The British Art Show lighting up Plymouth
As we continue to evolve our plans for Plymouth’s Civic Centre, we’ve worked with local designers to welcome a new art installation at the building, lighting up the city on these dark winter nights. Here, our colleague Adam Willetts tells us more.
We love working in Plymouth. For the past 15 years we’ve been transforming Royal William Yard, taking a series of disused naval buildings and turning them into new places in which people can live, work and play. Fast forward to today and what was once a deserted part of the city is an award-winning, vibrant place filled with bars and restaurants, homes, galleries and a regular programme of events.
While we work on the final buildings there – including the centrepiece Grade I Listed Melville – we are also evolving plans for the Civic Centre a mile east in the heart of the city. It’s here that we hope to assimilate our experience from the Yard, creating another hub for Plymouth with new homes, workspaces and leisure amenities.
While we develop our plans, we’ve also helped bring the building to life with a new art installation that has lit up the building’s windows.
The first instal is now live, with a bright pink sign asking ‘What Will You Make Of It?’. The striking piece has been developed by agency Creative Concern as part of the marketing campaign for the nationally-recognised British Art Show 9, which runs at city venues until early January.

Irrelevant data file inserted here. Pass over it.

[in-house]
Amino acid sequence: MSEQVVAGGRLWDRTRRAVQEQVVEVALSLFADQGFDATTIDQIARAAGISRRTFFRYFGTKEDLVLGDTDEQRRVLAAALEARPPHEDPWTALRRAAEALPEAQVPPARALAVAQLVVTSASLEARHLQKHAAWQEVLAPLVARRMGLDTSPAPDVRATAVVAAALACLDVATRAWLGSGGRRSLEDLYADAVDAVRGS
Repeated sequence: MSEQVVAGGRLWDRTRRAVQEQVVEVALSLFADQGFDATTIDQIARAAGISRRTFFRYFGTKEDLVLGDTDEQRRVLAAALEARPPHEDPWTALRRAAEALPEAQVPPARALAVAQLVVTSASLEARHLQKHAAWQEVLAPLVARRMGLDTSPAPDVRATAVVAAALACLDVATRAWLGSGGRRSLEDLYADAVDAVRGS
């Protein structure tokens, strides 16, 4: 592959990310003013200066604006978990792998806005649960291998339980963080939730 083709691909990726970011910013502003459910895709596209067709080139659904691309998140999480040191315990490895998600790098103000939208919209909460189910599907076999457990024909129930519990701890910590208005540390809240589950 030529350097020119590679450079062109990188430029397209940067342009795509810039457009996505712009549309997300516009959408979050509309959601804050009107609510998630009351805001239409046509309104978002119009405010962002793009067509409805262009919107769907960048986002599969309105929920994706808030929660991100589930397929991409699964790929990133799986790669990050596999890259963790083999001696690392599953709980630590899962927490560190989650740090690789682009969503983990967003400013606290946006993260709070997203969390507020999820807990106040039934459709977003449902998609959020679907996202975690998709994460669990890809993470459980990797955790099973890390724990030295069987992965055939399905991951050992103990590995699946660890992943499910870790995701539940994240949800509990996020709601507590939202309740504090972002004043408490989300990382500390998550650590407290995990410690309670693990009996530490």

It’s the first in a series of light installations commissioned in the city centre in a project led by Plymouth Culture, in partnership with Plymouth City Council and funded by Historic England through the Heritage Action Zone programme. The light-powered artworks are designed to breathe new life into spaces and buildings - creating everyday cultural encounters for those who see them.
It is another example of our commitment to art and understanding that successful regeneration is about so much more than bricks and mortar. Making successful places means understanding the value people bring, especially the role of artists and creatives who deliver intangible value to the places they inhabit – and this install is the latest in our three decades of collaborating with artists and designers to feature their works within our buildings.
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